But believe it or not, there are things Chicago does better than New York. It invented the skyscraper, and its skyline, though more compact than New York's, is sleeker, prettier and taller. New York may be a city of islands, but continental Chicago, on the shores of enormous, beautiful Lake Michigan and straddling the Chicago River, is oriented toward the water in a way that New York simply isn't. And while New York is a city where urban improvements seem to just sort of happen—or not, as evidenced by the repeated hiccups at Ground Zero—Chicago's controversial-but-effective Mayor-for-Life Richard M. Daley has used his considerable power to push an aggressive development agenda that's seen his city become an international model for modern architecture, public spaces and public art.

But when I thought about what I personally liked best about Chicago, to my surprise, what I ended up with were many of the same things I like best about Queens. There's an energy that Chicago and Queens share that Manhattan in 2008 doesn't have, a palpable sense of change, that things are happening. With the gentrification of nearly all of Manhattan complete, there's really nowhere to go but down. In low-rise Queens, the sky's the limit. Long-forgotten neighborhoods are reaching their potential in both places. Nobody quite knows what Queens will look like 10 years from now, and you can say the same of Chicago. Manhattan? I've got a pretty good idea.

Chicago is slower-paced and more personal, both qualities it shares with Queens. Outside of its bustling downtown, its blocks of residences broken up with the occasional commercial strip have much more in common with Queens than they do with, say, the West Village. Even the red-brick-and-ornate-entryway architecture is similar. I remember the very first time I ever wandered around Forest Hills, I thought, Hey, this looks like Chicago.

My wife wouldn't cry if we were gone tomorrow. She's never been a huge fan of New York. She ended up here by accident, met me and found herself stuck. She thinks it's too mean, too fast, too ruthless. Chicago, meanwhile, is her kind of town. The other day, she told me that if we do leave, she wouldn't miss Manhattan at all. She wouldn't feel bad about missing out on Central Park or Union Square or any of the great New York things her hypothetical new home wouldn't be able to provide. The only reason she hesitates to go, she said, is Forest Hills.

The writer, Steve Tiszenkel is the host of the Website, Queens Central. Log on to to read more about Forest Hills and surrounding neighborhoods.

Making the Walk to School Safer


By Conor Greene

The walk to school will become safer for thousands of students at public and private schools around the city under the second round of the Safe Routes to Schools program. The city Department of Transportation recently announced that 135 schools will be included in the second round of the program, which aims to make the streets surrounding schools safer for students walking there.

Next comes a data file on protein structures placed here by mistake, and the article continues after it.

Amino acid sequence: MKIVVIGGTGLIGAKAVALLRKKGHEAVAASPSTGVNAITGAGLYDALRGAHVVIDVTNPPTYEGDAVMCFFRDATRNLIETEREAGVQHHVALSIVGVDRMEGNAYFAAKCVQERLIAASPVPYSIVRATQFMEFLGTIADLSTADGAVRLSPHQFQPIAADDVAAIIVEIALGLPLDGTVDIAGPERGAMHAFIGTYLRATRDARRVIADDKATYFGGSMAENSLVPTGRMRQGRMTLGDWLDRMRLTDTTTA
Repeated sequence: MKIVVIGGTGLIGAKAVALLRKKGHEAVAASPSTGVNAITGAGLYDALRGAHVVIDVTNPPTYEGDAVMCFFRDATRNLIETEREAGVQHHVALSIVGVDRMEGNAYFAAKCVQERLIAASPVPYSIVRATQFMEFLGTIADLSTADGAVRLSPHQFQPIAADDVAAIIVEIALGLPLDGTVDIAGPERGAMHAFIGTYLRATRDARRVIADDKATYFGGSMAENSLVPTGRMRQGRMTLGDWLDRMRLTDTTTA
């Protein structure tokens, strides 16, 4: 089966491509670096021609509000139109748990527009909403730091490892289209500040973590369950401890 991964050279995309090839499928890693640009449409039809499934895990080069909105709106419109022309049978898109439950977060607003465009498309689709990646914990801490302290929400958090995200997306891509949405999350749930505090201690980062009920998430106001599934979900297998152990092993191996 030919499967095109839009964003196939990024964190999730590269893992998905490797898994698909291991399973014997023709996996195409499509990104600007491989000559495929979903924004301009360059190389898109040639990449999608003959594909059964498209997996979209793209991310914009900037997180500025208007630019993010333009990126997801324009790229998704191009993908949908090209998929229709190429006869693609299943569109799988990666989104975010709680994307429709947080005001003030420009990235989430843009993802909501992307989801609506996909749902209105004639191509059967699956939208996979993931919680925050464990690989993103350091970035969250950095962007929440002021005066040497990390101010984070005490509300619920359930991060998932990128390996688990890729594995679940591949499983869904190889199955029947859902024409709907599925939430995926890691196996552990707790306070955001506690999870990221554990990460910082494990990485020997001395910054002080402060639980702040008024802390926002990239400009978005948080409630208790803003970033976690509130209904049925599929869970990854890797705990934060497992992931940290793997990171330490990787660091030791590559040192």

“Safe Routes to Schools takes a comprehensive view of the streets surrounding schools and tailors our bets measures to reduce pedestrian accidents,” said DOT Commissioner Janette Sadik-Khan. The program, combined with a similar effort for seniors, “comprises the largest traffic-calming campaign of its kind in the nation, and it’s fitting we are targeting our most vulnerable New Yorkers,” she said.

As with the first phase, the new study will identify traffic and pedestrian safety issue and propose short-term improvements and recommendations for long-term capital projects to improve safety, according to the DOT. The city has already completed short-term improvements at the first set of schools across the five boroughs, including improved crosswalks, new traffic medians and other traffic-calming measures such as speed bumps, new traffic signals and improved signage around 135 schools.

Schools chosen for the project’s second phase include P.S 88 and P.S 239 in Ridgewood, M.S 137 in Ozone Park and P.S 100 in South Ozone Park. Also included is P.S 161 in South Richmond Hill, P.S 97 in Woodhaven and P.S 62 in Richmond Hill. Many of these schools are located near busy roads such as Fresh Pond Road or Rockaway Boulevard, meaning students have to cross dangerous intersections to reach the classroom.

In all, the second phase includes 33 schools in Queens, 46 in Brooklyn, 23 in Manhattan, 25 in the Bronx and eight in Staten Island. They were chosen after the DOT studied accident data around 1,436 public, private and parochial elementary and middle schools. “We must calm traffic in areas near our children’s schools,” said Congressman Anthony Weiner. “Better signs, clearer crosswalks and better enforcement will be needed to be implemented.”

Traffic accidents are the leading cause of child injury-fatalities in New York City, with half of child pedestrian injury-deaths occurring within 700 feet of a school, according to Congressman Jerrold Nadler. “We can protect these children and prevent fatalities with a few common-sense safety measures,” he said.

Earlier this year, the DOT launched the Safe Streets for Seniors program, which identified 25 areas citywide that combine a high density of senior citizens and a high number of pedestrian accidents or injuries.

Safety improvements have already been made in two of that program’s five pilot study areas, including installation of refuge islands, vehicle turning bays, painted medians, extended sidewalk curbs and improved signal phasing to increase pedestrian crossing times.

Photo: Traffic speeds through the intersection of Fresh Pond Road and Catalpa Avenue near P.S. 88.